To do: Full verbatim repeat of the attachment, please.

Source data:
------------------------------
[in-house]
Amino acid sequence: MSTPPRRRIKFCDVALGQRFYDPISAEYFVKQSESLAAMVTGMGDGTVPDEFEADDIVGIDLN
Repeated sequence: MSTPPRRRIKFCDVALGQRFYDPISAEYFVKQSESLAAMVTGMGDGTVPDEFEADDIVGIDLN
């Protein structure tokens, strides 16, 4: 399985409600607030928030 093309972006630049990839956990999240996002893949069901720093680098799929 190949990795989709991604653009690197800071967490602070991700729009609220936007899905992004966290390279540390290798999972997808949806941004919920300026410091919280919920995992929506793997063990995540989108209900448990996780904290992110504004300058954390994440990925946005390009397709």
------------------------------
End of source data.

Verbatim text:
[in-house]
Amino acid sequence: MSTPPRRRIKFCDVALGQRFYDPISAEYFVKQSESLAAMVTGMGDGTVPDEFEADDIVGIDLN
Repeated sequence: MSTPPRRRIKFCDVALGQRFYDPISAEYFVKQSESLAAMVTGMGDGTVPDEFEADDIVGIDLN
């Protein structure tokens, strides 16, 4: 399985409600607030928030 093309972006630049990839956990999240996002893949069901720093680098799929 190949990795989709991604653009690197800071967490602070991700729009609220936007899905992004966290390279540390290798999972997808949806941004919920300026410091919280919920995992929506793997063990995540989108209900448990996780904290992110504004300058954390994440990925946005390009397709």